Although it doesn't compete directly with Thunderbolt's ability to push PCI-e signals, AMD's new DockPort standard (renamed from code name "Lightning Bolt") has promising features and pricing expectations.
We recently discussed that DisplayPort's primary adoption advantage over HDMI is its lack of a licensing fee (HDMI costs $10,000 per year for adopters to utilize). DockPort continues the free legacy of DisplayPort and other AMD technologies, making itself available for integration without licensing from manufacturers. AMD released a new video showcasing the tech's use case scenarios.
AMD's R7 250 has had a boring life due to its relative uselessness when compared against slightly more expensive, significantly more powerful cards (see: GTX 650 Ti Boost, AMD 7850). AMD just announced their $100 R7 250X -- a step below the 260 (which is GCN 1.1-enabled and offers TrueAudio) and above the R7 250. It is equivalent to the Radeon 7770 in all aspects other than memory -- for which we are still awaiting information.
The new Radeon R7 250X runs on a GCN 1.0 Cape Verde GPU, meaning it lacks TrueAudio support (along with better CU optimization). It will likely ship with 1GB and 2GB SKUs in a GDDR5 configuration, though there is a possibility that AMD could ship the 2GB model in DDR3 configurations.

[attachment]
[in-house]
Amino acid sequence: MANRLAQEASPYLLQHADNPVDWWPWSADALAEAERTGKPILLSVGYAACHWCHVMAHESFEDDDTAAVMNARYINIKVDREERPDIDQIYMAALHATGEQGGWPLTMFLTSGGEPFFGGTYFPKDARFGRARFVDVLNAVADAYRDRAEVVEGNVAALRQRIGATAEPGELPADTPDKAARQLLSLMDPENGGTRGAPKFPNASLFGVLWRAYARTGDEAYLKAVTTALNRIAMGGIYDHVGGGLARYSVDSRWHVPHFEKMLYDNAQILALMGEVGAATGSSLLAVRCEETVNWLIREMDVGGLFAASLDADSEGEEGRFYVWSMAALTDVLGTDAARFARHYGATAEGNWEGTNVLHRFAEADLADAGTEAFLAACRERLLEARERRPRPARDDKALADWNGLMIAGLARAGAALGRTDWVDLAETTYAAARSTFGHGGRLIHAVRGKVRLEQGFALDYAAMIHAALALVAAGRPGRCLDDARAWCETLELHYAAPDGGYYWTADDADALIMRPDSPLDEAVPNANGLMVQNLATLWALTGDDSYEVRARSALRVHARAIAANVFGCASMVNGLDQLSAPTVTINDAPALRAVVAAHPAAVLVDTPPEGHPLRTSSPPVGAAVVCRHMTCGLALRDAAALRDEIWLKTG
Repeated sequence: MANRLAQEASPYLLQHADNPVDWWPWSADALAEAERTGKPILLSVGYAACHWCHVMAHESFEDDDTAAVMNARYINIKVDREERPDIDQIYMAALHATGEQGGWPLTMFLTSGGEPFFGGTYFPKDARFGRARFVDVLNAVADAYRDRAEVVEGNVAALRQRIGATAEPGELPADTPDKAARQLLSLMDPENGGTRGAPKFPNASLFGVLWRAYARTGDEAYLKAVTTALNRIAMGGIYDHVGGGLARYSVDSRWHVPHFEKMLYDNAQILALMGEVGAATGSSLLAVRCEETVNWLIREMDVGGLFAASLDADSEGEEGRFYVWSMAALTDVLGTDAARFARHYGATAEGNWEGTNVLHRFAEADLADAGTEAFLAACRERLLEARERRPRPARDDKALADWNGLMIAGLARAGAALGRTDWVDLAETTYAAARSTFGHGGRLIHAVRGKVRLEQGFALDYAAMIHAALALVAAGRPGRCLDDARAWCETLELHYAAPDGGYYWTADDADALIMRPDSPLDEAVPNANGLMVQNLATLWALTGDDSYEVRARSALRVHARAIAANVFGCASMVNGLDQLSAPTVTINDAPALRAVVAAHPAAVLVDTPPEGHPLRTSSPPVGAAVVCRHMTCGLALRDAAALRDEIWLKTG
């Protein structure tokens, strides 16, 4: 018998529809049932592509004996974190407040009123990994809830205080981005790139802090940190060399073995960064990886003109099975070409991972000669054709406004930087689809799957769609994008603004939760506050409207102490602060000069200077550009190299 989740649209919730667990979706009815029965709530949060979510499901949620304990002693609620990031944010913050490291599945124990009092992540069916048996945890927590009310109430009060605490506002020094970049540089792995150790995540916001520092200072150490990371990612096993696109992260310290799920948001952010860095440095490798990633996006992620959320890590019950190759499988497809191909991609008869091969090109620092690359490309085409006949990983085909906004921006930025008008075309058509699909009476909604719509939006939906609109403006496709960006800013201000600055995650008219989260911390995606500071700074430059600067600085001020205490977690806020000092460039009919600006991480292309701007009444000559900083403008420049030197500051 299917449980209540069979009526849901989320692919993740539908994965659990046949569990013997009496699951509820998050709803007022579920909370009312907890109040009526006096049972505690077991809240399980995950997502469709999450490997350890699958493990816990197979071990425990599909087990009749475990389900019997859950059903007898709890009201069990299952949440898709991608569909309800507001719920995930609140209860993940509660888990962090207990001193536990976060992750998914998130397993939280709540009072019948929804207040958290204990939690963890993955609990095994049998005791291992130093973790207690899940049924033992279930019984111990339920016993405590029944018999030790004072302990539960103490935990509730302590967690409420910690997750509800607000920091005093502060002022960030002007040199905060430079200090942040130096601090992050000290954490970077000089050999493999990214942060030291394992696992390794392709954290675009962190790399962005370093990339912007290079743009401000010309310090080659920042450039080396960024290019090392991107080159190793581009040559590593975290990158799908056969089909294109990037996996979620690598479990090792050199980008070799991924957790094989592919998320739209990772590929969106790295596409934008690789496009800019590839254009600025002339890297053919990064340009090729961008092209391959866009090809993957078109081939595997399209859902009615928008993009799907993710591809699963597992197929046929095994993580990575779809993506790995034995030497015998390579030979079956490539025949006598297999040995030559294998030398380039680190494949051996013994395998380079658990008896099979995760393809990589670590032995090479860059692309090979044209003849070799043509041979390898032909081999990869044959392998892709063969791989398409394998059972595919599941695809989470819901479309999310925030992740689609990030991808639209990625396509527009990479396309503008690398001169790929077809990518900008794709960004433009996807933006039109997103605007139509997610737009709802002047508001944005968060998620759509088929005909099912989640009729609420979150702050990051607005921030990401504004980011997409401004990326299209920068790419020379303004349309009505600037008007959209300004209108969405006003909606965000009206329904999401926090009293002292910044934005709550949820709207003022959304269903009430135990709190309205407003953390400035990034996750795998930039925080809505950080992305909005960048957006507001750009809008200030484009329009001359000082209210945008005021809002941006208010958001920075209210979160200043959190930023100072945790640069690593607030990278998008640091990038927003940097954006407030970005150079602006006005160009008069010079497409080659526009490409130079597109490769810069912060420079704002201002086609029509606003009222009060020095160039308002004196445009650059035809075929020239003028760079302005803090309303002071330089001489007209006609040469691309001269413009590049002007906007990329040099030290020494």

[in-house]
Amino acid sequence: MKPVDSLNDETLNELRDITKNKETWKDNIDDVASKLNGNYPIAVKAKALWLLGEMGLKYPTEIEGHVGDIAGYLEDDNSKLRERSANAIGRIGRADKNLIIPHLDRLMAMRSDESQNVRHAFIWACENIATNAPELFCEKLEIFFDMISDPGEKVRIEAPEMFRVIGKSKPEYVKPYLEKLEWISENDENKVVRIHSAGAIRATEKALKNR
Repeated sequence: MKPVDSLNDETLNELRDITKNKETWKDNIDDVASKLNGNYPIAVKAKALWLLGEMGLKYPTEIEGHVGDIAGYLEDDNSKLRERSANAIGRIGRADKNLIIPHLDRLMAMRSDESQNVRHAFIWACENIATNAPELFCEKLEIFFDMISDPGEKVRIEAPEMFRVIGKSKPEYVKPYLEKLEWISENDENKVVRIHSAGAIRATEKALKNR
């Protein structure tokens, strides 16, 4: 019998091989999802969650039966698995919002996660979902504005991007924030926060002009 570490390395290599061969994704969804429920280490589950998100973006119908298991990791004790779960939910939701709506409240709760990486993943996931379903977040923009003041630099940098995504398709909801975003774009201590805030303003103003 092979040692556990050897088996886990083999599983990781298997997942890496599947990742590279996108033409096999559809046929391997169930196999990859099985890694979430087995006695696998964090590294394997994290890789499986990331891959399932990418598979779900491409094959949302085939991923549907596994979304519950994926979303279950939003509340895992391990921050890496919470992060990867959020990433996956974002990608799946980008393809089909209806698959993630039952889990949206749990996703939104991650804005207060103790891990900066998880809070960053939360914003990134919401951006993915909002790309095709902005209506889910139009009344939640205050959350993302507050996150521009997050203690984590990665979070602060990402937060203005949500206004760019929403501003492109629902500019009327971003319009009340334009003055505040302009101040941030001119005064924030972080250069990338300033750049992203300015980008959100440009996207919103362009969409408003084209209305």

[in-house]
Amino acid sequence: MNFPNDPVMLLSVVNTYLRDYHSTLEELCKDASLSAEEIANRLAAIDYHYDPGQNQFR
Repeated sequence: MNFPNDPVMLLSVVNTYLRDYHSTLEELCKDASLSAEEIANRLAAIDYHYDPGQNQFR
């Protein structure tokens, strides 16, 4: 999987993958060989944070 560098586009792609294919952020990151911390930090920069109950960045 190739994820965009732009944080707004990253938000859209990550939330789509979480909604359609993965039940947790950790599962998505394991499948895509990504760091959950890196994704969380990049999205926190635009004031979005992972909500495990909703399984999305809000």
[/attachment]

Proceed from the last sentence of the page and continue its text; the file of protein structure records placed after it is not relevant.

The new 250X will compete most directly vs. the already-uninteresting GTX 650, where gamers will see a slight FPS advantage in favor of the 250X at roughly the same price. For what it's worth, we're also expecting an nVidia GTX 750 Ti launch on February 18th.
For those of you who recall our CES coverage of VisionTek's liquid-cooled R9 290 video card, the system showcased in our video hands-on is now up for grabs in a VisionTek giveaway. In a press release by VisionTek today, the company stated:
"To demonstrate the CryoVenom R9 290 as the industry’s first and fastest custom-built liquid cooled AMD Radeon™ R9 290 graphics card on the market at the recent CES show, the VisionTek Custom Shop team built a high performance gaming rig and dubbed it Cryosphere."
AMD's newest Catalyst 14.1 bet drivers introduce Mantle support on all GCN-enabled GPUs available, including modern APUs and all Radeon 7000 cards and onwards (7000, 8000, RX 200, and Kaveri APUs). In testing performed around the web, the most significant performance gains can be found in the 290 & 290X, 260 / 7790, and Kaveri APUs.
Mantle makes the most sense as a booster for low-end hardware (like APUs) moreso than the high-end stuff; with an APU, your borderline between medium and high settings at 1080p is going to be more noticeable than on a 290X (which is already more powerful than any game can truly utilize). Mantle makes the difference between playable and unplayable FPS on Kaveri chips and low-end discrete GPUs.
It seems like this is the year of mini-ITX form factors -- between the obsession over small cases at CES and the impending Steam Machine launches (and Kaveri), small form factor systems are being driven hard by the industry. This hardware sales round-up includes deals on mini-ITX boards, a Kaveri bundle, an Intel SSD, and a cheap full-tower case.